Birds can be Art

It’s not always the case that wildlife images have to show either the animal in its habitat or the tack sharp detail of the creature for the purpose of identification. Neither does it have to be that once in a lifetime action shot. Wildlife can also be seen as an art form representing the animal/s as we would not normally perceive them, yet at the same time instinctively know what the image is ‘about’.

The classic example is the pleasing blur which gives both an impression of the animal that is unmistakeable and a feeling of movement. However, for many folk the idea of a deliberately blurred image seems almost counter-intuitive. But if we think about sports images of, say, motor racing then it is quite common for photographers to deliberately create images showing the speed of the vehicle by either a blurred background or a blurred racing car. These types of images are made purely to create (in the viewer) the feeling of the speed/action of the racetrack. And it works very successfully. So why shouldn’t we apply the same thinking to wildlife?

So how do we do it? Below I give 4 quick tips that may help you. I’m not suggesting that it’s ‘my way or the highway’, rather it’s just a few things that work for me:

  1. Light: Keep things simple! Ligfht has to be right…too little and slow shutter speeds might clash with exposure. Too much light and the same thing happens. I usually choose early morning or late afternoon light that is flat to minimise shadow because too bright or too dark tends to over emphasise shadow and I struggle to lift them in post-production… often resulting in excessive noise.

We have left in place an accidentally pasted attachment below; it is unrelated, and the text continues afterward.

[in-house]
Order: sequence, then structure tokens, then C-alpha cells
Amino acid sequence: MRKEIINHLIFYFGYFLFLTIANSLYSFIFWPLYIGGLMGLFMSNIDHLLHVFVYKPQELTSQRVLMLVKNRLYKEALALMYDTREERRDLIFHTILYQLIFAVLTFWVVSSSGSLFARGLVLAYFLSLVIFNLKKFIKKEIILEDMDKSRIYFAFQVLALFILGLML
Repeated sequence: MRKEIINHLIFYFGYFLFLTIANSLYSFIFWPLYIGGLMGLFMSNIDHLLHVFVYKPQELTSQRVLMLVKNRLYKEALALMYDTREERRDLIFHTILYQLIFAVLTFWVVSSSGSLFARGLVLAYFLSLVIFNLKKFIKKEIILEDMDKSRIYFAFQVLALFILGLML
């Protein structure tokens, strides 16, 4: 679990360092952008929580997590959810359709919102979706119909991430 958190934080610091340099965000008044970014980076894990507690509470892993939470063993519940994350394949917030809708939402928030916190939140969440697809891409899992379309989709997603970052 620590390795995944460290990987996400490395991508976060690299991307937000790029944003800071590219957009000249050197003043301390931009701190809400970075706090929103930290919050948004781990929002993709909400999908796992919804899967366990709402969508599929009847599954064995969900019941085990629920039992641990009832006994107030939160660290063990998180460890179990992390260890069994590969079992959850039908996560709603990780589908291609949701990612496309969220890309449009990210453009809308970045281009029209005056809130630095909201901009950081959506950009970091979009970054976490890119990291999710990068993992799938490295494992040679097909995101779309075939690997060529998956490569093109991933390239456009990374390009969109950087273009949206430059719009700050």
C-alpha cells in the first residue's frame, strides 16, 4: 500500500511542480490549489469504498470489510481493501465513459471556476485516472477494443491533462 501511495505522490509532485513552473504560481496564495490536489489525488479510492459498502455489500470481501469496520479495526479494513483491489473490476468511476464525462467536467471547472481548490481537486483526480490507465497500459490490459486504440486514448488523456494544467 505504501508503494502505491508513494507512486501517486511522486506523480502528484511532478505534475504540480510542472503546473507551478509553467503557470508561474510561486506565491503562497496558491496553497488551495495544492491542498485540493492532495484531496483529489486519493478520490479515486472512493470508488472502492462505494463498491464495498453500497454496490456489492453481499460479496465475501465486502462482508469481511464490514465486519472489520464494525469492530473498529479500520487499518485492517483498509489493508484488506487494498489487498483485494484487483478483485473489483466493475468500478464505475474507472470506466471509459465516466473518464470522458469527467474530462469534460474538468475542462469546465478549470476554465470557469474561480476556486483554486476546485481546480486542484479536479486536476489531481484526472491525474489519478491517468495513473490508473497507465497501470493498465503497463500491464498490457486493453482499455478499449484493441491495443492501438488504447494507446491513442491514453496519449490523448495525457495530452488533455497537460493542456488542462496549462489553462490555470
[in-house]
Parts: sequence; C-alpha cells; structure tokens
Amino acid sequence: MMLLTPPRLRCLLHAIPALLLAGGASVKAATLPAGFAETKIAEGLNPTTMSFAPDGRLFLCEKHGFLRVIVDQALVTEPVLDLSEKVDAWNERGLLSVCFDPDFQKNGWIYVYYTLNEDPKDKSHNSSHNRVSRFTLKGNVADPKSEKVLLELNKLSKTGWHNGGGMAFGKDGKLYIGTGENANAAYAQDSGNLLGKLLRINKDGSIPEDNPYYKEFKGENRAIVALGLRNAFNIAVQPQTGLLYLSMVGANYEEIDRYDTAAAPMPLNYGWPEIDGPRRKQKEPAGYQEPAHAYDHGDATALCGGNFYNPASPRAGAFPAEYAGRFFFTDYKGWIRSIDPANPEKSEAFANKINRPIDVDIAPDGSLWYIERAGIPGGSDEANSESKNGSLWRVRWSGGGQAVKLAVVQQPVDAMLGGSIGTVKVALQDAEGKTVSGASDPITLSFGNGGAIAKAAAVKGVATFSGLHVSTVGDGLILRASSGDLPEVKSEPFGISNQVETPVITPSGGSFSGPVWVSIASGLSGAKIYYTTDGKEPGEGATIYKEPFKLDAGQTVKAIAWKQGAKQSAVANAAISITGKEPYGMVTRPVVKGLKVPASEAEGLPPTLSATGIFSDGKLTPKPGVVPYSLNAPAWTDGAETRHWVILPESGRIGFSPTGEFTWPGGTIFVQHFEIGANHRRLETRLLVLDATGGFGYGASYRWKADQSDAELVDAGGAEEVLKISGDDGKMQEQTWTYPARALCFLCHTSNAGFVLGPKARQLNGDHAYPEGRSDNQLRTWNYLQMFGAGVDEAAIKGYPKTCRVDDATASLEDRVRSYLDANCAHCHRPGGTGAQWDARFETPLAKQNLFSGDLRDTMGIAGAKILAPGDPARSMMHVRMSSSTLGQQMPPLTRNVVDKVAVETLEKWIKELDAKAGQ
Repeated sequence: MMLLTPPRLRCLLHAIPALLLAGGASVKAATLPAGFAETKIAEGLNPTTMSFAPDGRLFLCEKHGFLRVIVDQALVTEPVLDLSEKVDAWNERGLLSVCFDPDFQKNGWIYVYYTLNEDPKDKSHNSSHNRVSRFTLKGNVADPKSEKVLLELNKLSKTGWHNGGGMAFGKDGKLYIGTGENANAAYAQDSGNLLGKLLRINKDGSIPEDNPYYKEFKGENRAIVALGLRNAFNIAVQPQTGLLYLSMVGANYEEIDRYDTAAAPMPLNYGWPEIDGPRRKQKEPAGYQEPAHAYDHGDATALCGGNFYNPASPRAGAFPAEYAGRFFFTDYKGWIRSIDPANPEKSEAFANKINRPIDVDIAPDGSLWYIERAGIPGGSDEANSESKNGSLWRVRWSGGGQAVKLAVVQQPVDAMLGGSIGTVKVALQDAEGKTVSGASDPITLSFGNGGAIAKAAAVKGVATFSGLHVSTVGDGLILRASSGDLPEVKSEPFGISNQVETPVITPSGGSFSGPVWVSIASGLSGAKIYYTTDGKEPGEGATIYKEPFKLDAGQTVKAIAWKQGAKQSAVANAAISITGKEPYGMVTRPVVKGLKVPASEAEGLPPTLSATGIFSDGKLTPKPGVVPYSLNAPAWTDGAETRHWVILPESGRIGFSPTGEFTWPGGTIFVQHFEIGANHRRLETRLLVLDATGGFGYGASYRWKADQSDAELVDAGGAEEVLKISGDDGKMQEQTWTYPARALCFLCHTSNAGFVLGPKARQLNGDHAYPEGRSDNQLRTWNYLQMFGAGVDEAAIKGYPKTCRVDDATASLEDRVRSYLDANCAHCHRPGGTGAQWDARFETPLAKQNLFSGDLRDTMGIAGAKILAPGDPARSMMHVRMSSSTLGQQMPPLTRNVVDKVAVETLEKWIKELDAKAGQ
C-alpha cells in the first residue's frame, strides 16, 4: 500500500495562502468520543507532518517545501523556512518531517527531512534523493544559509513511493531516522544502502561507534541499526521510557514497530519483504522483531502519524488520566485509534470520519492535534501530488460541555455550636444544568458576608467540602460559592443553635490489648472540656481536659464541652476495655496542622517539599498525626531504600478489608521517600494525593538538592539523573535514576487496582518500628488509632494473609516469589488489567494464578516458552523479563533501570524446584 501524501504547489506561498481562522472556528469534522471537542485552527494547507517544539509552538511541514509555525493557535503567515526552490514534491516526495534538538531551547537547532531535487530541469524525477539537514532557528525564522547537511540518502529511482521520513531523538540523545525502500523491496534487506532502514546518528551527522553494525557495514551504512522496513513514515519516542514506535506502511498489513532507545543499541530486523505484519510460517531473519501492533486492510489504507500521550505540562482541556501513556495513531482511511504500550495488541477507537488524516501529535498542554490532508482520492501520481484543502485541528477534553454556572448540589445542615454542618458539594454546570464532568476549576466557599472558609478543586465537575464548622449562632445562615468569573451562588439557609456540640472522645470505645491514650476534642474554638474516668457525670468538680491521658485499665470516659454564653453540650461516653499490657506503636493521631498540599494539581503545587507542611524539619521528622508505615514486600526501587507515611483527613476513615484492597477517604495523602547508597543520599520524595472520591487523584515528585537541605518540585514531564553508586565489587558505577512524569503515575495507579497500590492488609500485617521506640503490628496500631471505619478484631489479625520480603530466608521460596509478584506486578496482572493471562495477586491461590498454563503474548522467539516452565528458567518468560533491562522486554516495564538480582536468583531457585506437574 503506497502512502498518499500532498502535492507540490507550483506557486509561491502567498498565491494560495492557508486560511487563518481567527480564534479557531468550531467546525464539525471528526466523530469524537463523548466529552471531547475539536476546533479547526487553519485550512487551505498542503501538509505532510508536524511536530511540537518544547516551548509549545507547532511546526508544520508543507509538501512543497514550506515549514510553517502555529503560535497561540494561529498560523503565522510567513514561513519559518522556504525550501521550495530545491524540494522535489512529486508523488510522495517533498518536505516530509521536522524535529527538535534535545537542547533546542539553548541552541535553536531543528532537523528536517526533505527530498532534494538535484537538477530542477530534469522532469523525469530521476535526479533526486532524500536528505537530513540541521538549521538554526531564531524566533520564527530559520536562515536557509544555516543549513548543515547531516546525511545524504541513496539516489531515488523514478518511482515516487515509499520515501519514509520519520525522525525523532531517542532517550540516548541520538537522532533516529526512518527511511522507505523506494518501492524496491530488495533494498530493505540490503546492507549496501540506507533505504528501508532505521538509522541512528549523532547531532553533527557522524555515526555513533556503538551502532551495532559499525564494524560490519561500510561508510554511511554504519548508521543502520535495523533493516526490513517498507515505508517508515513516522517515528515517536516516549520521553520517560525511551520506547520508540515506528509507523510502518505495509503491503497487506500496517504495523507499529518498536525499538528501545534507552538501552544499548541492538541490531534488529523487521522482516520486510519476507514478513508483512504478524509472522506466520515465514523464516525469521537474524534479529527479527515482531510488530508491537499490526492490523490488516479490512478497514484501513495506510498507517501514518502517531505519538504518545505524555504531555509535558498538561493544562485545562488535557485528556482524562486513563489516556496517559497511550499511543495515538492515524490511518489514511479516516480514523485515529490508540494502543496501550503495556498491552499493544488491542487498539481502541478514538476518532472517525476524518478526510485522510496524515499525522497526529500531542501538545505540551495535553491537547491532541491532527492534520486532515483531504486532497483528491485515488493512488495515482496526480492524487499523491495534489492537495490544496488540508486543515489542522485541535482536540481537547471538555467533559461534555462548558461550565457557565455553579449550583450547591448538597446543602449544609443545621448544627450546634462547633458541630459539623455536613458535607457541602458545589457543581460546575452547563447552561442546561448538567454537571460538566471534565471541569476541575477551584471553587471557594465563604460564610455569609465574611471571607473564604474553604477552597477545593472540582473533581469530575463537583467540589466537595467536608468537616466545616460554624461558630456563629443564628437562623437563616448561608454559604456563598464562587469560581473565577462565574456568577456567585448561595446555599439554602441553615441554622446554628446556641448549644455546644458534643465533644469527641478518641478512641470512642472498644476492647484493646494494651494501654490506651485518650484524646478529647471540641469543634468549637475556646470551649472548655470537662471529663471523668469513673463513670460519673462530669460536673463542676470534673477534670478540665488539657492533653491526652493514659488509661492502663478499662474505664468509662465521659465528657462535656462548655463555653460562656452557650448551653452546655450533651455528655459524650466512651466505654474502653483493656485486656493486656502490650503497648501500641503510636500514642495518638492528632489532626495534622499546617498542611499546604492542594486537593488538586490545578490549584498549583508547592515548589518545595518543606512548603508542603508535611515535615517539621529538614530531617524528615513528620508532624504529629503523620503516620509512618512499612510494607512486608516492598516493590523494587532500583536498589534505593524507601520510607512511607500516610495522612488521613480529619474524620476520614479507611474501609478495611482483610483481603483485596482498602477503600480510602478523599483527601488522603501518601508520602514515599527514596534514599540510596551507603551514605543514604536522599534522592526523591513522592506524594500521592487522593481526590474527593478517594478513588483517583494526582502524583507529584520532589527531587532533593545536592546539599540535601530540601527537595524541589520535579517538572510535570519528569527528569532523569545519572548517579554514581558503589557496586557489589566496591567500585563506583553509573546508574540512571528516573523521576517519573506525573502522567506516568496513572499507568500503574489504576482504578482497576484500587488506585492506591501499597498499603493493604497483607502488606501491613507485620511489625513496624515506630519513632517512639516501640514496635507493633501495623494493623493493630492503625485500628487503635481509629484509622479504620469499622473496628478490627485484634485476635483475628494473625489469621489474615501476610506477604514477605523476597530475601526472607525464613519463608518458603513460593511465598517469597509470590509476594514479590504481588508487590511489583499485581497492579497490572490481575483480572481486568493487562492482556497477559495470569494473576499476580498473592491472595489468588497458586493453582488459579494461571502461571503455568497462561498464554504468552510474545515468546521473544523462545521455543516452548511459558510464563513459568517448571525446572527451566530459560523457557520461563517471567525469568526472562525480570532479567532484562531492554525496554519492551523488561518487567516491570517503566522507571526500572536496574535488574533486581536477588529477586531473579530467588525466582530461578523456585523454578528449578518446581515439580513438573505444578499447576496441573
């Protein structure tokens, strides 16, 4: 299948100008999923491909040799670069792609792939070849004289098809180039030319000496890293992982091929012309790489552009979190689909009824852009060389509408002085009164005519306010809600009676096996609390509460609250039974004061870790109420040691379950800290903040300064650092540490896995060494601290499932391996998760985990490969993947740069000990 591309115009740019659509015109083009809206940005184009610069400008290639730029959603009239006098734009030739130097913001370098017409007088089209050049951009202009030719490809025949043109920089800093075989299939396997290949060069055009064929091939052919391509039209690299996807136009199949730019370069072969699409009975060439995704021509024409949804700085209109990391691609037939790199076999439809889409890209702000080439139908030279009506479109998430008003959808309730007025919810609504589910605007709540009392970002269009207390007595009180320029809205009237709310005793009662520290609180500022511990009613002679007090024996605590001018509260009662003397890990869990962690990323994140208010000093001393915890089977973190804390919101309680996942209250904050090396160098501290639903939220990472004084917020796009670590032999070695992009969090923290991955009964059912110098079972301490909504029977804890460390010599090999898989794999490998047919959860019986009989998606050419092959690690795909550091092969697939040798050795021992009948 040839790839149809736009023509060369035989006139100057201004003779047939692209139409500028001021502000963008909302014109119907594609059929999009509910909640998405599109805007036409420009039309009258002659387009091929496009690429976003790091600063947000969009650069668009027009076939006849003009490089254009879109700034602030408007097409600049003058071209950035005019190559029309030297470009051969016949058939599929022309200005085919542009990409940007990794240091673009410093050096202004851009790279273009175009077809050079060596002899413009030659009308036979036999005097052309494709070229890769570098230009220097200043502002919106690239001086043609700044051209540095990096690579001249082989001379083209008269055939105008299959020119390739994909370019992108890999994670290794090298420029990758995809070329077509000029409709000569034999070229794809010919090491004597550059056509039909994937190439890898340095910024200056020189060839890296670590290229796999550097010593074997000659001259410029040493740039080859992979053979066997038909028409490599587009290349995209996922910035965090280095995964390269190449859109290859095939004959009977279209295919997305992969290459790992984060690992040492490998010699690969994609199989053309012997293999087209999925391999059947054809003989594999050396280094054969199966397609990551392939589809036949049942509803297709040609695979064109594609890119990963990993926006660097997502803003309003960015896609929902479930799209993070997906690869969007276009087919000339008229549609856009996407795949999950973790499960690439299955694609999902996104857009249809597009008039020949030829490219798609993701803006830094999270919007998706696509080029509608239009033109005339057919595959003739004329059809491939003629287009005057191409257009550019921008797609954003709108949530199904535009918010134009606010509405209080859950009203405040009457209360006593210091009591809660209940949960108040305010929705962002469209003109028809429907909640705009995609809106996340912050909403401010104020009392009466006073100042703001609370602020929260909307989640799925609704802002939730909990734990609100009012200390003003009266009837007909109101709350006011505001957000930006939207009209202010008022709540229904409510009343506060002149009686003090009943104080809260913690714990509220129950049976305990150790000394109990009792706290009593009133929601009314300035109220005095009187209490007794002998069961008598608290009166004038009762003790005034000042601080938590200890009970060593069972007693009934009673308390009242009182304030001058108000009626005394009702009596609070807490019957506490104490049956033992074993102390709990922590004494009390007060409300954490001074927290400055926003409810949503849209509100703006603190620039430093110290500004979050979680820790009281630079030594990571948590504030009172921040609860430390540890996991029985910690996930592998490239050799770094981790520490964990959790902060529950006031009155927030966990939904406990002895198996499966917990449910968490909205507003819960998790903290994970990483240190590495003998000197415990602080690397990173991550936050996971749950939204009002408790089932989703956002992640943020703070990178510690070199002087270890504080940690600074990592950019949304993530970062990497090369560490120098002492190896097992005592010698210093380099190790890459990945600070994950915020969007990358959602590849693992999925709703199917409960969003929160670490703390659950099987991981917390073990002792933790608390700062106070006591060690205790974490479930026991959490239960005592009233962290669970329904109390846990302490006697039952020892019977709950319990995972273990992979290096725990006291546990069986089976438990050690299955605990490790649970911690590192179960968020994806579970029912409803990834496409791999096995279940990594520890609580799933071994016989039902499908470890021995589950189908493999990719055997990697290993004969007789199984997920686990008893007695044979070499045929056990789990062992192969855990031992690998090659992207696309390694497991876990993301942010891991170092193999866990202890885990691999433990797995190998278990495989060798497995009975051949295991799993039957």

2. Slow shutter speed: This is often trial and error. Test shots are an absolute must. But if the light isn’t just right and stable then it’s a bit like chasing rainbows…constantly having to change the exposure triangle. This is the great advantage of shooting in flat light: you have time on your side because the light changes very little and usually very slowly.
  3. Panning: Again, this is a bit of trial and error…trying to strike the right balance so that you get the feeling of speed whilst maintaining decent resolution of what the animal actually is. Test shots are a must. Parallel panning is also a must and that’s why I always shoot with a tripod set to horizontal panning only. And don’t over pan…keep your sensor parallel to the subject.
  4. Choice of subject: Ideally you want your subject moving in a straight line. This avoids vertical blur. Birds that move in straight horizontal lines are ideal. Either left to right or right to left. I would advise creating images of animals you know well in terms of their behaviour. This gives you an obvious advantage: you don’t have to wonder what’s going to happen because your experience of animal behaviour eliminates the guesswork. This allows you to concentrate on creating the image. You become proactive rather than reactive.

Give it a go… You may surprise yourself. You’ve got nothing to lose, and you may create that ‘killer’ image that everyone admires.

Happy snappin’ folks

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